The Wages of Affluence: Labor and Management in Postwar Japan

The Wages of Affluence Labor and Management in Postwar Japan Andrew Gordon goes to the core of the Japanese enterprise system the workplace and reveals a complex history of contest and confrontation The Japanese model produced a dynamic economy which owed as

  • Title: The Wages of Affluence: Labor and Management in Postwar Japan
  • Author: Andrew Gordon
  • ISBN: 9780674007062
  • Page: 290
  • Format: Paperback
  • Andrew Gordon goes to the core of the Japanese enterprise system, the workplace, and reveals a complex history of contest and confrontation The Japanese model produced a dynamic economy which owed as much to coercion as to happy consensus Managerial hegemony was achieved only after a bitter struggle that undermined the democratic potential of postwar society The book drAndrew Gordon goes to the core of the Japanese enterprise system, the workplace, and reveals a complex history of contest and confrontation The Japanese model produced a dynamic economy which owed as much to coercion as to happy consensus Managerial hegemony was achieved only after a bitter struggle that undermined the democratic potential of postwar society The book draws on examples across Japanese industry, but focuses in depth on iron and steel This industry was at the center of the country s economic recovery and high speed growth, a primary site of corporate managerial strategy and important labor union initiatives.Beginning with the Occupation reforms and their influence on the workplace, Gordon traces worker activism and protest in the 1950s and 60s, and how they gave way to management victory in the 1960s and 70s He shows how working people had to compromise institutions of self determination in pursuit of economic affluence He illuminates the Japanese system with frequent references to other capitalist nations whose workplaces assumed very different shape, and looks to Japan s future, rebutting hasty predictions that Japanese industrial relations are about to be dramatically transformed in the American free market image Gordon argues that it is likely that Japan will only modestly adjust the status quo that emerged through the turbulent postwar decades he chronicles here.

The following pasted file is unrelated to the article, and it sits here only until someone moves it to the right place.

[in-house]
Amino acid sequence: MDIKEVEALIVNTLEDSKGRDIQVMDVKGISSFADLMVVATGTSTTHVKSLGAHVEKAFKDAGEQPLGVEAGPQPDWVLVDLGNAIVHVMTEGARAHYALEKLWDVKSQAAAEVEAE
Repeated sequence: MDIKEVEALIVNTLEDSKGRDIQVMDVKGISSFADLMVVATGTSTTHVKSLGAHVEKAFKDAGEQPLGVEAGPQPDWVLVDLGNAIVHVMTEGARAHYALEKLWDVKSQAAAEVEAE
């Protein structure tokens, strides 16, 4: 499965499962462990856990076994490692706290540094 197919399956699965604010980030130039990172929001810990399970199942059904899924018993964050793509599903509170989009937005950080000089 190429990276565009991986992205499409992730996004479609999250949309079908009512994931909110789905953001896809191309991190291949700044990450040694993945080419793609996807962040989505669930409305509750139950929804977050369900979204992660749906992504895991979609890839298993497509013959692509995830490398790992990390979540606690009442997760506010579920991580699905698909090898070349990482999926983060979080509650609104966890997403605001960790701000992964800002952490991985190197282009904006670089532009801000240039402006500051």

One thought on “The Wages of Affluence: Labor and Management in Postwar Japan”

    1. Written in the post-bubble moment, when Japan went from Asian tiger to paper tiger, this book does great work examining the processes by which the much touted "Japanese system" of labor management both fails and feeds its work force. This is of particular interest for anyone who wants to better understand how global labor became tamed in the 1970s. Of course it destroys any beautiful fairy tales of an essentially and traditionally harmonious relationship between labor and management in Japan.Wha [...]

    2. My rating is kind of unfair. I'm just not into labor history, so it says more about me than about the book.

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